District 8 (Gary Peters D) I’ve made this one a bit more Democratic by removing the cities of Rochester and Troy while adding Berkley, Southfield, and the rest of Waterford Township.  Removing the city of Troy also removes a potential future challenger to Peters, State Rep. Marty Knollenberg (son of Joe Knollenberg).  This district should be safe for Peters or a future Democrat if he runs for higher office.

District 9 (Candice Miller R + Dale Kildee D)  In 2002, Republicans drew David Bonior’s (D) Congressional District… much more Republican, forcing him to retire or face certain defeat at the hands of their preffered candidate, Secretary of State Candice Miller.  It’s payback time.  I’ve drawn the most Democratic parts of Macomb County, including Miller’s home, into a district with exurban Republican Lapeer County, as well as the 90-10 Obama city of Flint, and other staunchly Democratic portions of Genesse County.  This includes Dale Kildee’s home, but he’ll be in his eightees by 2012 so he probably won’t be the one running against Miller, if Miller runs at all.

District 10 (Mike Rogers R) The last Republican district that I drew, the 10th includes fast growing and largely Republican Livingston County (home to Mike Rogers), Northern and Western Oakland County, and Shelby township in Macomb County. I considered drawing Livonia (Thad McCotter’s home) into this district as well, but I don’t want there to be any chance that he returns to Congress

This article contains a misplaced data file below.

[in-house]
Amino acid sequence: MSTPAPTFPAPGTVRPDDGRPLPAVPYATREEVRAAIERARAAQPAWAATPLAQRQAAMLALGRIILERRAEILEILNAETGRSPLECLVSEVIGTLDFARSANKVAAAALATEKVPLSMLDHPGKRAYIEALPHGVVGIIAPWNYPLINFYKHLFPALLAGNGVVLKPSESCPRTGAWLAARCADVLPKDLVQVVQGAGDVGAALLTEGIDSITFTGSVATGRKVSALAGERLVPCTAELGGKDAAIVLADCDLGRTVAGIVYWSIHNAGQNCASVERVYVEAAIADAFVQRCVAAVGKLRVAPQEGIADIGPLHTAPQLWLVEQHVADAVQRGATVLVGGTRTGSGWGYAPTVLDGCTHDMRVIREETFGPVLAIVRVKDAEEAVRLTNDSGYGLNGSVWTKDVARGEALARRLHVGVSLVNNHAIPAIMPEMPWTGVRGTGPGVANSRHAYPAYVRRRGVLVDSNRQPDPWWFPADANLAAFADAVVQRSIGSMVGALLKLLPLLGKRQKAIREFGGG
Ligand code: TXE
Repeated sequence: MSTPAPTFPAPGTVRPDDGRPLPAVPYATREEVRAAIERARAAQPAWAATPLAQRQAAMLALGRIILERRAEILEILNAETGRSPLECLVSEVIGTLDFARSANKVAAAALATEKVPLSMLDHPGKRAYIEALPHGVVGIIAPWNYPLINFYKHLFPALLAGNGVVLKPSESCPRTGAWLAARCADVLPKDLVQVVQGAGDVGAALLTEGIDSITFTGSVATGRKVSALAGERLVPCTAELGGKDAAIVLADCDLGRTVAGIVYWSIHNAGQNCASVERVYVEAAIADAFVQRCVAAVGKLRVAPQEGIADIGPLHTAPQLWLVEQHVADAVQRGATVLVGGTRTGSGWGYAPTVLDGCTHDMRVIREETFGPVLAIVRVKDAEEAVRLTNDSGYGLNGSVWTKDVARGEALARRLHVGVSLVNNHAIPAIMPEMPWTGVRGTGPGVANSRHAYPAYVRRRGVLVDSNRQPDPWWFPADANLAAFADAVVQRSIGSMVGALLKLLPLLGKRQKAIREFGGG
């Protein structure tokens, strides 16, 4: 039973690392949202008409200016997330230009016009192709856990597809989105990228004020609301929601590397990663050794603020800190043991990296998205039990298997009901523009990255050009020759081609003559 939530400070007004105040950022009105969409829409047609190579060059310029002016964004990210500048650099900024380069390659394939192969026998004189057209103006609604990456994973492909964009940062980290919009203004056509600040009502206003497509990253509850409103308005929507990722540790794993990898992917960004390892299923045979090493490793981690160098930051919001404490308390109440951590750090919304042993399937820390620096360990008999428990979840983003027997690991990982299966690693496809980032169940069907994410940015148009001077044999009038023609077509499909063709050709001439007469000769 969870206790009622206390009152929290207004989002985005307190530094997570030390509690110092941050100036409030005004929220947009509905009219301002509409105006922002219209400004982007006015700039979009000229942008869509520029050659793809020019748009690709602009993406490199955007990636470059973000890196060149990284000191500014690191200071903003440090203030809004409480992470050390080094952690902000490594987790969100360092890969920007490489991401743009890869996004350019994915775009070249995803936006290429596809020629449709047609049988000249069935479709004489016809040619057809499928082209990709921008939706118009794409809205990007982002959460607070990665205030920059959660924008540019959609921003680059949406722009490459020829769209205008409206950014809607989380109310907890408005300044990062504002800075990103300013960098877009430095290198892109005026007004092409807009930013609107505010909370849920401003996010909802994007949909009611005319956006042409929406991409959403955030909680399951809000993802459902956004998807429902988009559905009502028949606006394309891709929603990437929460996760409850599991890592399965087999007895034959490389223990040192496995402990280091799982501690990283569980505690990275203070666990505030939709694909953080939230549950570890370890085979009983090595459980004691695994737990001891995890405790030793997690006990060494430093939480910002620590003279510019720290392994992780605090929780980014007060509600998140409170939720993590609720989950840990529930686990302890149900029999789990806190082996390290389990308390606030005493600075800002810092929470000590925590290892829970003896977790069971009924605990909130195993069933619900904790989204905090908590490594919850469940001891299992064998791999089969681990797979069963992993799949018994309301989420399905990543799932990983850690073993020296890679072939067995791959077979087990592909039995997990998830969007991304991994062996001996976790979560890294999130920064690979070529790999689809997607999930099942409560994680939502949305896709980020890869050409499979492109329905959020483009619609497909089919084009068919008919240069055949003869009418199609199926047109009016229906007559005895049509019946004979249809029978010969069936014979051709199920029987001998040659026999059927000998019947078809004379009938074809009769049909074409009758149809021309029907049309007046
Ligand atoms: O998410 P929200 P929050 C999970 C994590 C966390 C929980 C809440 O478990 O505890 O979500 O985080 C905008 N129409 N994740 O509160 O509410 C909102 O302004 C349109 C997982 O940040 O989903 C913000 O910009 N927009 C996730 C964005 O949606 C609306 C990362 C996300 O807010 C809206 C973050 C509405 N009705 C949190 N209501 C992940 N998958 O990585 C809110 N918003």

District 11 (Sander Levin D) This distric largely reverts to it’s pre-2002 boundaries.  It now would contain all of Sterling Heights, Warren, Troy, Clawson, and Royal Oak, along with the most Democratic south Oakland Suburbs.  This district would be safe for Levin’s successor (hopefully state Rep. Ellen Cogen Lipton).

District 12 (Carolyn Cheeks Kilpatrict D) Doesn’t change much except that it moves farther south and includes all of Dearborn.  It’s still majority African American and very strongly Democrat.  The only problem with the configuration of this district is that John Dingell lives in Dearborn.  If he is still serving in 2012 (which I doubt) a tendril can be drawn from the 14th District to pick up his home so that he wouldn’t be drawn into Kilpatrick’s district.

District 13 (John Conyers D + Thad McCotter R) Contains all of Northern Detroit and also reaches all the was west to include Redford Township, Livonia, Northville and Plymouth.  There’s no way Thad McCotter could win this majority African American Detroit District.  Safe for Conyers and his successors.

District 14 (Open D) This one looks very much like Lynn River’s old district… and would probably elect an Ann Arbor Democrat (State Sen. Liz Brater, fmr. State Rep. Chris Kolb, who would be the first openly gay congressman from Michigan, or maybe even Rivers if she wants to get back into politics.) Also includes a large portion of Suburban Wayne County taking in the Democratic cities of Canton and Westland. If John Dingell is still serving and runs for re-election in 2012, then a tendril will have to be drawn to include his home in Dearborn, but when he finally retires it will probably elect someone more progressive.  Obama won this district 64.5-32.6.

What does everyone think of my map? Suggestions, corrections, questions, comments? I want to hear them.